Patient- and family-centered care (PFCC) research, where patients and families partner with providers in the planning and delivery of healthcare, represents a shift from solely studying provider-identified priorities [1, 2]. PFCC represents a cultural change in healthcare that acknowledges that patients and their caregivers are central figures in decision-making and the delivery of care [1, 2]. Perceptions of PFCC and its benefits are high among patients and family members, though there are barriers to its implementation, including a purported lack of provider knowledge of PFCC, system barriers (e.g., lack of personnel, visiting hours), and a perceived increase in provider burden [3,4,5]. The uptake of PFCC interventions is limited by these barriers, and the science of PFCC is lagging behind scientific, clinical, operational, and public interest and desire.

PFCC may provide a mechanism for quality improvement initiatives designed to implement evidence-informed practices into patient care. Patients and caregivers can act as agents of change, making evidence more accessible and providing a method for implementing science into patient care, regardless of the clinical setting [2]. Due to the nature of their illness and the use of invasive therapies, some patients may not be able to act as active agents of change [6]; children, and a growing number of adults with complex care needs, represent populations who require a caregiver. This presents a unique role for caregivers to be engaged in PFCC, though the evidence supporting the delivery and effectiveness of caregiver-mediated interventions is limited. Because of the growing role of patients and caregivers in care, there is an opportunity to engage and empower them to promote the uptake of science into patient care and the practice of evidence-informed medicine.

In order to effectively carry out PFCC, we must create, implement, and measure the effect of PFCC interventions. A recent systematic review of patient-mediated interventions suggested benefit [7]. There is a large and diverse literature on caregiver-mediated interventions, though no systematic review has been conducted. We therefore asked the question: Are caregiver-mediated interventions (interventions delivered in some part by the caregiver) effective in improving patient, caregiver, provider, or health system outcomes?


This systematic review was conducted and reported per the Preferred Reporting Items for Systematic Reviews and Meta-Analyses (PRISMA) criteria [8] (see Additional file 1 for the checklist). An a priori protocol was published online through PROSPERO (registration number CRD42016052509; Additional file 2). Ethical approval was not required, as previously published data were used.

Patient and stakeholder involvement

Our methods were informed by our stakeholders: a 2-day stakeholder (patients, families, researchers, care providers) engagement meeting was held (November 17–18, 2016, Calgary, Canada) to determine relevant, patient-oriented priorities. Attendees included three former intensive care unit (ICU) patients, four family members of former ICU patients, 19 researchers, and 10 care providers. Patients and family members were asked to identify relevant and important patient-oriented priorities in critical care medicine; the discussion was open and guided by an experienced facilitator. Study findings will be presented to these patients and family members at the next stakeholder engagement meeting planned for the Fall of 2018.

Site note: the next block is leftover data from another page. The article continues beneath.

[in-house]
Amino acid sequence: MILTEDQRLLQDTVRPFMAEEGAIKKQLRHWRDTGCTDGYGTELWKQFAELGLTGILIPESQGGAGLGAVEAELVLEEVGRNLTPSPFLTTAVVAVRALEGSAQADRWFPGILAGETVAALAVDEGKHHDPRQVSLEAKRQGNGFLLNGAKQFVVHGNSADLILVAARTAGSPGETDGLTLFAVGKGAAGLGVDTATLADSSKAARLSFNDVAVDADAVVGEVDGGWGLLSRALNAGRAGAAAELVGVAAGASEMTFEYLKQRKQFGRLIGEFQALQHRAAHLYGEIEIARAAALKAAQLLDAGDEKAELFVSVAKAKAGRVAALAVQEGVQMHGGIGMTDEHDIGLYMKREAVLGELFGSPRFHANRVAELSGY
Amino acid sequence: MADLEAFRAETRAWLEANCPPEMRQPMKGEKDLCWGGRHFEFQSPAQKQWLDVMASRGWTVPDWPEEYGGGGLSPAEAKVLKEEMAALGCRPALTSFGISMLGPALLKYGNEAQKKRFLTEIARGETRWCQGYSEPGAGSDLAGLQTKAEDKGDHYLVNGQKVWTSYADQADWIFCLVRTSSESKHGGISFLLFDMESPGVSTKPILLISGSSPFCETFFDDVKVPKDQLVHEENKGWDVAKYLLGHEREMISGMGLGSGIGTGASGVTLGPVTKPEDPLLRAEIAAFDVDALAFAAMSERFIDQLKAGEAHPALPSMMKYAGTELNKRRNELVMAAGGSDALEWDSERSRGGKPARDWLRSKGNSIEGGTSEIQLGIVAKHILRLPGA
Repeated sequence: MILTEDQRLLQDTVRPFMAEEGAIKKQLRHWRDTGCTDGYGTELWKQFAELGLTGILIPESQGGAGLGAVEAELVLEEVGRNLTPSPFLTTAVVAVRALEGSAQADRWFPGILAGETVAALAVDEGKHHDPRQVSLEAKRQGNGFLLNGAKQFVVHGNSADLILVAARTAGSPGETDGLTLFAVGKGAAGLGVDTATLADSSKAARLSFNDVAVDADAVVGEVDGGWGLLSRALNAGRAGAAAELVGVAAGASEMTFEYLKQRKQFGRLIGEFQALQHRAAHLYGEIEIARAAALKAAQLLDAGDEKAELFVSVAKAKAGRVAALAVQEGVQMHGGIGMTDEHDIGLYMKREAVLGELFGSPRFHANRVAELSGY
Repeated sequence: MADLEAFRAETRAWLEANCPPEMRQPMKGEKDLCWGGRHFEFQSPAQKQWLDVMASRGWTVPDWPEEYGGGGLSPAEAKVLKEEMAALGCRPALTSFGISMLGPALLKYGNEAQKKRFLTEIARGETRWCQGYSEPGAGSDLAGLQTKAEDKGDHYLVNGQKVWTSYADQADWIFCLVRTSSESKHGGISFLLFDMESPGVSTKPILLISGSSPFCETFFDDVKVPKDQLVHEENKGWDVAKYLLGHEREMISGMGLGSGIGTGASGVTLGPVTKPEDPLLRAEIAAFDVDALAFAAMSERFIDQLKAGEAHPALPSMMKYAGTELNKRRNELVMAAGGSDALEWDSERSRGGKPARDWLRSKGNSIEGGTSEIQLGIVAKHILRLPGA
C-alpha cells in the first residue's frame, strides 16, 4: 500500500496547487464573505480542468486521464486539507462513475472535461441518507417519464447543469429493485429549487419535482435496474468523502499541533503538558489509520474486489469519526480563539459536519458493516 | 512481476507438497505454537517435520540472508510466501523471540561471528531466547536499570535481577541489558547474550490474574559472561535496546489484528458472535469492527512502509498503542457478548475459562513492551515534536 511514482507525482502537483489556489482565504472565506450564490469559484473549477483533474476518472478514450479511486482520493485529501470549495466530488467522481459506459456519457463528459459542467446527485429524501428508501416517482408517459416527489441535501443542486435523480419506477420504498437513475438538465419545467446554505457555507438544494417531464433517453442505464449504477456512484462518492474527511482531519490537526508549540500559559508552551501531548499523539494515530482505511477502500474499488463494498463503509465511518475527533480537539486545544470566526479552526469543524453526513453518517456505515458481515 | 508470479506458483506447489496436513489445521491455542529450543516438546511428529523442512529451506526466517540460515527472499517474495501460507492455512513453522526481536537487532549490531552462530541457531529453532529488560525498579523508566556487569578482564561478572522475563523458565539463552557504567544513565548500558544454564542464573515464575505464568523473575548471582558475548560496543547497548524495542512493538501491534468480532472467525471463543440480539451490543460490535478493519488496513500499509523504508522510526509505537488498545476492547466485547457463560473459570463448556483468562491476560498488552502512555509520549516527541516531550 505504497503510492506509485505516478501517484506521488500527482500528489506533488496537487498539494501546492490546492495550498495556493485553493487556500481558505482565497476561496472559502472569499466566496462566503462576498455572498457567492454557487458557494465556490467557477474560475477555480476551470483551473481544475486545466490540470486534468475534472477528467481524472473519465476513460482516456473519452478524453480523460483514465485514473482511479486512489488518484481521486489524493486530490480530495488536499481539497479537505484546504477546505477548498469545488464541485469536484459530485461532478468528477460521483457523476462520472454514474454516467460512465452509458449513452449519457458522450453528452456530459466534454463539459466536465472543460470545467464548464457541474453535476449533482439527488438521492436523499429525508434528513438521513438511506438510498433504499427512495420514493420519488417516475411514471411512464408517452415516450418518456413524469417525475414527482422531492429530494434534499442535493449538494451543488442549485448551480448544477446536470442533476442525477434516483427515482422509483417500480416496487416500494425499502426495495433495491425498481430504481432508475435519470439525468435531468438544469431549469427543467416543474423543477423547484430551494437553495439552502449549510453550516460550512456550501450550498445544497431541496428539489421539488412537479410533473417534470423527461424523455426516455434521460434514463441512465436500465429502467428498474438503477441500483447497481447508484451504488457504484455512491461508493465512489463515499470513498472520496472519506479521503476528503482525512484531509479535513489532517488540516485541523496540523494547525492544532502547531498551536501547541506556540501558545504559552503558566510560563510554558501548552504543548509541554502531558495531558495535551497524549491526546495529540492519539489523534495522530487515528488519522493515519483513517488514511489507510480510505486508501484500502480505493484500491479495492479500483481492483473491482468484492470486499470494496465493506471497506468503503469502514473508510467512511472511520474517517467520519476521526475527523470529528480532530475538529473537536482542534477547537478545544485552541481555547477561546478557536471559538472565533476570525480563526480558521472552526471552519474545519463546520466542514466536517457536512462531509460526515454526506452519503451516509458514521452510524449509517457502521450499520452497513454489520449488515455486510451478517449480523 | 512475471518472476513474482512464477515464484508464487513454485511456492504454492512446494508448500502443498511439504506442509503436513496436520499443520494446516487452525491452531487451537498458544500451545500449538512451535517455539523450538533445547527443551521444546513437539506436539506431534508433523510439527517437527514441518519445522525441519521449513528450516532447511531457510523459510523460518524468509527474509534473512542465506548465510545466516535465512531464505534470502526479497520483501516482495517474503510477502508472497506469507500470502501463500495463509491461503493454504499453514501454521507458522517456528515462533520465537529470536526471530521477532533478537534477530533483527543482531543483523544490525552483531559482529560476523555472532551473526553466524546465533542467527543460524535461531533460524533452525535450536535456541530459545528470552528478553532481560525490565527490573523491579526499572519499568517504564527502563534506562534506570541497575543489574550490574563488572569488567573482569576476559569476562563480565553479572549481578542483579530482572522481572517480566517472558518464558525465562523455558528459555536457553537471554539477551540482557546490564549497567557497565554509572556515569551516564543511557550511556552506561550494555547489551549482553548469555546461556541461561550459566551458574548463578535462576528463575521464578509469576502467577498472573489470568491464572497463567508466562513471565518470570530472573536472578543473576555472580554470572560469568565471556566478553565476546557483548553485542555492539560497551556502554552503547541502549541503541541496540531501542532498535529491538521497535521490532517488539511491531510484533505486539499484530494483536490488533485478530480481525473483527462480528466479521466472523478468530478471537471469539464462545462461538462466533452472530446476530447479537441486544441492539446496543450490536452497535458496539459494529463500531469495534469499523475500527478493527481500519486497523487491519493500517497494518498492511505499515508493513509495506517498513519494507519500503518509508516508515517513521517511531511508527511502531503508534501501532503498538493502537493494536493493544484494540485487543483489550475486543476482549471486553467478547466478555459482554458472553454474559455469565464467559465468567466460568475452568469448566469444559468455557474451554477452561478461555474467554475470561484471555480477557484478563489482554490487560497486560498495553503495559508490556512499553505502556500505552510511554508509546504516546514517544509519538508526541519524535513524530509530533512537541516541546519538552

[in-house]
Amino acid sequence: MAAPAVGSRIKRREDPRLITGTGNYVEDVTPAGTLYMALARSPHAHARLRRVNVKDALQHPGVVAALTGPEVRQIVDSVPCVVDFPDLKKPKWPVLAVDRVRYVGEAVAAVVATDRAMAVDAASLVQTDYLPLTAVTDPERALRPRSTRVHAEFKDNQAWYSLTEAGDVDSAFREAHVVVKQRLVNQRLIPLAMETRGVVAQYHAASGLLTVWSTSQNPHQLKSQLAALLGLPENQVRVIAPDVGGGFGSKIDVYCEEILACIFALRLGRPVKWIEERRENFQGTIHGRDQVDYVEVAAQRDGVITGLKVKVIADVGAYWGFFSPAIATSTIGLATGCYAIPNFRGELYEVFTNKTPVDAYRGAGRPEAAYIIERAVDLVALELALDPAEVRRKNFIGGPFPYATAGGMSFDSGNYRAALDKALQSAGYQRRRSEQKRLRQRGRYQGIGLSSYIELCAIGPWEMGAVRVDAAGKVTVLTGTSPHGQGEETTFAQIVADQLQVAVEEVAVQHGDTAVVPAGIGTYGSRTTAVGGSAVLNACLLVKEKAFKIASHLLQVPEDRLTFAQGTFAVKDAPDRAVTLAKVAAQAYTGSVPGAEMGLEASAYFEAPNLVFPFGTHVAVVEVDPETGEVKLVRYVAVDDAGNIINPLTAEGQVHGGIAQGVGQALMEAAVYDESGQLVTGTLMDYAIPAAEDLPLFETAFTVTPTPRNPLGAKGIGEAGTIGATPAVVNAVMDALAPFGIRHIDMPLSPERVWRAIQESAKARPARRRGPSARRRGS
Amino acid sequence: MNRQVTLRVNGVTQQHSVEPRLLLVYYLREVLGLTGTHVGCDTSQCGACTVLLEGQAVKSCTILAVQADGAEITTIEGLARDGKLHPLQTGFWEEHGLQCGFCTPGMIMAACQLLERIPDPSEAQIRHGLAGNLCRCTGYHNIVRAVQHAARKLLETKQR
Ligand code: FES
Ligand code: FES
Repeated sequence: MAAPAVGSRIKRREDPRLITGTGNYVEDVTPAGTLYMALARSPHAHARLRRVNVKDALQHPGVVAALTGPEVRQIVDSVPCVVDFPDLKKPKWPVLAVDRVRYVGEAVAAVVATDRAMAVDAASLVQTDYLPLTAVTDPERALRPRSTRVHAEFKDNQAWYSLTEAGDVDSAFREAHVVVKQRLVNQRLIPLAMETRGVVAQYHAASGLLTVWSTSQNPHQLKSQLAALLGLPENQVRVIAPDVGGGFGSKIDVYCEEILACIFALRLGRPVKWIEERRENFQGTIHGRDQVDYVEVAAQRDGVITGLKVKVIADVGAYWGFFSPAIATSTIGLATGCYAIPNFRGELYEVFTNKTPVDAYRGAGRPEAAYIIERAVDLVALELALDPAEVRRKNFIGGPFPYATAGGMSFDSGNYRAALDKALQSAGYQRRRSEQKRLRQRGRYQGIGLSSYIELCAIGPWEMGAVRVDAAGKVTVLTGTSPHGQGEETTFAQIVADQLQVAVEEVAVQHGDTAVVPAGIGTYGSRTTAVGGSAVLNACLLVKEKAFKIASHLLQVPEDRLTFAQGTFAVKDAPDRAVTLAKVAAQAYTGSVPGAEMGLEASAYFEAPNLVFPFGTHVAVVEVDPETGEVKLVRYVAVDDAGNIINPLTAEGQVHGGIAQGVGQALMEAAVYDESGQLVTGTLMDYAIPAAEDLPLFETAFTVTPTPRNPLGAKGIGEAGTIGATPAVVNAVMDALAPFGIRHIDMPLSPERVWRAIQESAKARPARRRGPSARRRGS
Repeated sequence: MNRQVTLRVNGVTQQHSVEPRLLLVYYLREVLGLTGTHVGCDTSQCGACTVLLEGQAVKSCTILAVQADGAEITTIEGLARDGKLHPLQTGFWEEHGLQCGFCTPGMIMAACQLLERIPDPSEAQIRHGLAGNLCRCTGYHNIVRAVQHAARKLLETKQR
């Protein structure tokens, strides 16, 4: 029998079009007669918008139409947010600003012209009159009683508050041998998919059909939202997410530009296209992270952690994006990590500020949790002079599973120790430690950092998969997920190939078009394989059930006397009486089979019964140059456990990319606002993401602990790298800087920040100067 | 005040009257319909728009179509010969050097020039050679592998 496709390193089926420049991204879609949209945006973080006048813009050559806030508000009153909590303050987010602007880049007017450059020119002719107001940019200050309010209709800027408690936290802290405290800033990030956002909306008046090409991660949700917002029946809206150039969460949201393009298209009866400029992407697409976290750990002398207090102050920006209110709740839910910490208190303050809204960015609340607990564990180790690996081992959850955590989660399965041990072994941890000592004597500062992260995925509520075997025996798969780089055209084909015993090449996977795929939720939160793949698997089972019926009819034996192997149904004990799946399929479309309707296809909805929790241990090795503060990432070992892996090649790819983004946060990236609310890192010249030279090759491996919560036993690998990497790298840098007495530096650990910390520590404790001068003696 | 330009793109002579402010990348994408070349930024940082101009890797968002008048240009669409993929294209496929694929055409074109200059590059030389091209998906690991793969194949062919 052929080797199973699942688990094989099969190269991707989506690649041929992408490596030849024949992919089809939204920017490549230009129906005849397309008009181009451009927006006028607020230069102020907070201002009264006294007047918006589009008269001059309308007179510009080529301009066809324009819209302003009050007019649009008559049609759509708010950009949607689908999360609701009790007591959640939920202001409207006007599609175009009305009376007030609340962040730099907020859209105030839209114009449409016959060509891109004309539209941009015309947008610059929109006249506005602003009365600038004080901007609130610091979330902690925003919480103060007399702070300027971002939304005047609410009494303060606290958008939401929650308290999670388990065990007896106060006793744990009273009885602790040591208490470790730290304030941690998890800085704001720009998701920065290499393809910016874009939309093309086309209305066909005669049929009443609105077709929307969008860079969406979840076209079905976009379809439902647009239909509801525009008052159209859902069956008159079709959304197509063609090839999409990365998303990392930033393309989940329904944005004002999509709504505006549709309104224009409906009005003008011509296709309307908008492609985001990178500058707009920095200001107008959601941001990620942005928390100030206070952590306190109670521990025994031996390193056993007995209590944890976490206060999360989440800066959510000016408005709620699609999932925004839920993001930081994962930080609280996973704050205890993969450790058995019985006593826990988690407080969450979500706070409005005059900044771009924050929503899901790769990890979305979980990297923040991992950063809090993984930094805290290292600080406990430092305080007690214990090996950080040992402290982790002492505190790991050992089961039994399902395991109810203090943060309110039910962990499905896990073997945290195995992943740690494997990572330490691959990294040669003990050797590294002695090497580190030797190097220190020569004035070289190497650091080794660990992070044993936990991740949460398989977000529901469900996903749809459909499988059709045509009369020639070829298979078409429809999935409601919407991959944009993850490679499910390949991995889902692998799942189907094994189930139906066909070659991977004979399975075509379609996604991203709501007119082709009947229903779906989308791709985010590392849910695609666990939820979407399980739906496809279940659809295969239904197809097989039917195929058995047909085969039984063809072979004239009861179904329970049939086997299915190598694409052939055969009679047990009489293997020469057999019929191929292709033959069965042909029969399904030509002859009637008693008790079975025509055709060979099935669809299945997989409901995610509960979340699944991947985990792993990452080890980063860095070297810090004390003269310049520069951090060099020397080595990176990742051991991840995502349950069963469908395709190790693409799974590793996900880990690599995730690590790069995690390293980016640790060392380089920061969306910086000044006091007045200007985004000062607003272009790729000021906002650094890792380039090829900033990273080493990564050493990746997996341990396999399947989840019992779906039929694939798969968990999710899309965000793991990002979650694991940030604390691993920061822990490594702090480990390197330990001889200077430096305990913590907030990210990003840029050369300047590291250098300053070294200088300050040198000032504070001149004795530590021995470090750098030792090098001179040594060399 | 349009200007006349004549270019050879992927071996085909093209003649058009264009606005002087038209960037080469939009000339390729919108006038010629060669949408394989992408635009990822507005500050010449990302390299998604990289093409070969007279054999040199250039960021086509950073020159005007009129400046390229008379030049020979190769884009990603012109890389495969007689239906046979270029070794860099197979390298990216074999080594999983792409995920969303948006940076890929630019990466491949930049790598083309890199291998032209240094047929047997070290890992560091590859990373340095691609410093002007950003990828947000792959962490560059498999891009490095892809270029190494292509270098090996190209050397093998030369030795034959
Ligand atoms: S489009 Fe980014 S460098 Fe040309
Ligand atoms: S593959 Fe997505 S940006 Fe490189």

Outcome measures

Based on feedback from stakeholders, the primary research question was: Are caregiver-mediated interventions effective in improving patient, caregiver, provider, or health system outcomes? Secondary research questions were the following: (1) What types of interventions have been deemed effective? (2) Does effectiveness vary according to the intervention type, patient population, caregiver group, contextual factors, or implementation strategy? (3) How have these interventions been evaluated?

Populations, interventions, comparators, settings, and study designs

Inclusion criteria for studies were as follows: (1) interventional study design with a comparison group; (2) reporting on an intervention mediated by caregivers and directed to a patient; (3) conducted in a patient-care setting of any age group; and (4) in any language, and published at any time. Studies were excluded if they were not interventional in design, reported on interventions directed at the caregiver, or were not conducted in the context of patient care (e.g., took place at home). For the purposes of this review, we established definitions for key concepts and defined: (1) a caregiver as any non-clinical person who regularly provides support to the patient and is in some way directly implicated in the patient’s care or directly affected by the patient’s health problem; (2) caregiver-mediated as the caregiver being directly involved in delivering the intervention; (3) a patient as someone who has a health condition, is at risk for developing a health condition, or is attending a patient-care setting to receive care; and (4) a patient-care setting as any setting where a patient may receive care for an existing health condition or preventative care from a healthcare professional. We distinguish caregiver-mediated interventions from caregiver-directed interventions—where the caregiver is the target of the intervention and is not involved in delivering the intervention him/herself. Quality improvement (or implementation science or knowledge translation) was defined as the synthesis, dissemination, exchange, and application of health-related knowledge and research [9]. Studies were excluded if they were only abstracts or were not primary research.